Reversal of fortune?
Despite its complicated legacy, urban renewal’s success stories could help forge vibrant paths for Boston’s future
ArchitectureBoston, February 6, 2020
Ed Logue and the birth of modern Boston
A new biography of the planner responsible for empowering Boston’s redevelopment agency challenges a long-held, simple narrative.
Boston Globe, October 18, 2019
Technology Review, April 24, 2019
Boston Globe, December 6, 2018
Your family and friends will be able to interact with a digital “you” that doles out advice—even when you’re gone.
Technology Review, October 18, 2018
The legacy of Scott Pruitt on the EPA and the environment
Though he held office for less than two years, Pruitt set a precedent for fundamental changes at the EPA that could last a generation.
Architect, September 21, 2018
Harvard Magazine, June 19, 2018
Boston vs. the rising tide
Boston's history was shaped by its tides; with sea level rise, so will its future.
Boston Globe, April 28, 2018
ArchitectureBoston, March 1, 2018
InsideClimate News, September 21, 2017
Denied more lab space for her pioneering research, Nancy Hopkins whipped out her tape measure. What she found sparked a movement to address gender bias in science.
Technology Review, August 16, 2017
It's all too clear
Boston wants to fight climate change. So why is every new building made of glass?
Boston Globe, July 16, 2017
In understanding schizophrenia, genes have “an awful lot to say.”
Harvard Magazine, June 28, 2017
The residential macrosystem
Managed collectively, backyards could become more biodiverse landscapes.
Anthropocene, June 21, 2017
Freshwater's macro microplastic problem
Fibers from our clothes are choking freshwater bodies with microplastic pollution. Solving the problem won’t be easy.
Americans are exposed to more pollutants indoors than outdoors. One solution: Create buildings that breathe cleanly.
Next City, April 18, 2017
Scaling up sustainability from buildings to cities
A new era of programs aims to apply high-performance design practices beyond one-off projects to entire communities.
NOVA Next, January 18, 2017
Infant brains reveal how the mind gets built
An ambitious new study put infants into an MRI machine to reveal a neural organization similar to that of adults. ***Featured in Alice and Bob Meet the Wall of Fire, a collection of science writing from Quanta Magazine.
Quanta/The Atlantic, January 13, 2017
Next City, December 21, 2016
Where forests work harder
A new study shows that trees in the Boston region grow faster and store more carbon as biomass the closer they are to developed areas. ***Winner of the 2017 David Perlman Award for Excellence in Science Journalism - News from the American Geophysical Union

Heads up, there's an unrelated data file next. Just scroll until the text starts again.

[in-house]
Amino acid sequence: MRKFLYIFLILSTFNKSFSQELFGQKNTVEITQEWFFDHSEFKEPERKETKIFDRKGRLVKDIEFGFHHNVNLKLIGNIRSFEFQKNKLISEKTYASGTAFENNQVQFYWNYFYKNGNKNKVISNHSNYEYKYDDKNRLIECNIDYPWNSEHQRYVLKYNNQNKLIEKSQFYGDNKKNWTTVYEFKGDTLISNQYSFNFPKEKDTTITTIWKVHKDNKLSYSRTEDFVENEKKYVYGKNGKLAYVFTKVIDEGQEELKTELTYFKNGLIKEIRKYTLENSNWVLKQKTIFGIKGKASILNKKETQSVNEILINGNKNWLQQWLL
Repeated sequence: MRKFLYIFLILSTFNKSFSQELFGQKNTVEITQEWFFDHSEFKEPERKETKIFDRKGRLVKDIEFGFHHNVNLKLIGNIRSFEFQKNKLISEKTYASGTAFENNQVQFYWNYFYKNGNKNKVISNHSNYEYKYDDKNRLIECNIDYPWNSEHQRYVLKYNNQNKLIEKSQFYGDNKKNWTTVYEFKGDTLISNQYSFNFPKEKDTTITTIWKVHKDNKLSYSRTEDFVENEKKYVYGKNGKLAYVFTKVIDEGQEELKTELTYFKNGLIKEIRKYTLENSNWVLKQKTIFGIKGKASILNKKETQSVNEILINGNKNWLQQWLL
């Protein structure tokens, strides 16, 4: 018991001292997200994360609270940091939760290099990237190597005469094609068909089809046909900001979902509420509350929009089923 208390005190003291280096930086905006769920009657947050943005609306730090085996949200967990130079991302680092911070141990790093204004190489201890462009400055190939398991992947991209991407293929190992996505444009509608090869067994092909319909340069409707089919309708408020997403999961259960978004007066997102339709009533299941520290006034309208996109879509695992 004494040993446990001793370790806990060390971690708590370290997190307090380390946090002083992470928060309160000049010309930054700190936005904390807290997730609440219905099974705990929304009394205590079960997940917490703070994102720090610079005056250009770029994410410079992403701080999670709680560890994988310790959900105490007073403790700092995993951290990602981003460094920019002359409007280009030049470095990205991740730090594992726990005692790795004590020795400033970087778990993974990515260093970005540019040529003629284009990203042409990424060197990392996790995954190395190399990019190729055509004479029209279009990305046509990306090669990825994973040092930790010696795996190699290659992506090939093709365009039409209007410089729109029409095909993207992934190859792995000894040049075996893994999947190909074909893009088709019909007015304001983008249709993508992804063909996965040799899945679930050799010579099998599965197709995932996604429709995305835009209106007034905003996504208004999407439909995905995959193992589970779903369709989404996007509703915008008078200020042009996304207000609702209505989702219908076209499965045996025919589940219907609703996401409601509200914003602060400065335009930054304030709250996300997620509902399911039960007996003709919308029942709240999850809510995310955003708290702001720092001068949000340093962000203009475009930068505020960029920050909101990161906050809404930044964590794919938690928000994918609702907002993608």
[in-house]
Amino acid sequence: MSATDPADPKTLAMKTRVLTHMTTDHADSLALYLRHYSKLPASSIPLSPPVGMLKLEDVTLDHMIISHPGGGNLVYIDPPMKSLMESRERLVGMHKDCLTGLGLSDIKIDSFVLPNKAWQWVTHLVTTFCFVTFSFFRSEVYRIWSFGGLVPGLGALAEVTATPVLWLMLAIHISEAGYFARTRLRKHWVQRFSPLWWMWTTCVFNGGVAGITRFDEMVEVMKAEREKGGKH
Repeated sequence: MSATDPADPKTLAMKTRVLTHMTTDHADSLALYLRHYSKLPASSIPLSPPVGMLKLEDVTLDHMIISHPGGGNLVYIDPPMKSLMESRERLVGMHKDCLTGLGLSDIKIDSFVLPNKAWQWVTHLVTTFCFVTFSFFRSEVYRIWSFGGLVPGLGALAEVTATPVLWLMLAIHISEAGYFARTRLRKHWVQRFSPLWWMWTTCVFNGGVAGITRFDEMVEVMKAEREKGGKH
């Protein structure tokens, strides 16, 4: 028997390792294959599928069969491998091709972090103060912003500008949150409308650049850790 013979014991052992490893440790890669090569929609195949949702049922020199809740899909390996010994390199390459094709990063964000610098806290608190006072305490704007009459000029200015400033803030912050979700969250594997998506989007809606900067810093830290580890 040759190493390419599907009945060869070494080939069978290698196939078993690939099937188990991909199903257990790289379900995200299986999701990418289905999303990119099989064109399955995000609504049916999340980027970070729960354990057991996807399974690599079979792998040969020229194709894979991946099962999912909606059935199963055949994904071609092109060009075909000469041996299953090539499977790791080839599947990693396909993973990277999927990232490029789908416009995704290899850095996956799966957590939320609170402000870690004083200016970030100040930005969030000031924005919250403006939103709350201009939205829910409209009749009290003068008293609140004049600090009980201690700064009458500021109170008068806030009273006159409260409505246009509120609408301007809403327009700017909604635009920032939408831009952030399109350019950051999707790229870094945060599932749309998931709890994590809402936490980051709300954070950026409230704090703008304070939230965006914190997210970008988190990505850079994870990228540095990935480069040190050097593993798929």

CityLab, December 19, 2016
Architect, December 5, 2016
Technology Review, November 9, 2016
Cook's Science, October 17, 2016
Politico, September 28, 2016
Architect, September 1, 2016
Living the dream of a net-zero house
The growing number of firms offering energy-efficient modular designs has made a high-performance residence accessible to more people.
Architect, August 29, 2016
The Boston Globe, August 11, 2016
Cities are not as big a deal as you think
By making "urban" synonymous with "city," we miss the realities of where we live and how our sprawling ways are changing the world.
The molecular me, tracing the history of the gene
A review of Siddhartha Mukherjee's new sprawling history of the science of genetics and its societal implications.
The Boston Globe, May 15, 2016
Defining parks for the social good
Olmsted's Yosemite Report reveals the social and political arguments behind both urban and rural parks.
Boston Globe, August 9, 2015
Have we hit peak whiteness?
Our obsession with cleanliness is running afoul of scientific reality.
Could pavement get smarter?
Critter crossings, sensitive bridges, and other ways to re-imagine good old asphalt.
The making of MIT's Collier Memorial
J. Meejin Yoon, head of MIT's architecture department, commemorates fallen campus police officer Sean Collier with vaults of solid granite.
Why we should let the Pantheon crack
John Ochsendorf is trying to prove that historical buildings are more stable than we give them credit for.
Boston Globe, February 8, 2015
Fixing the fix
Some surprising new weapons are in development to aid those battling addiction.
Robb Report Health & Wellness, December 29, 2014
Technology Review, December 12, 2014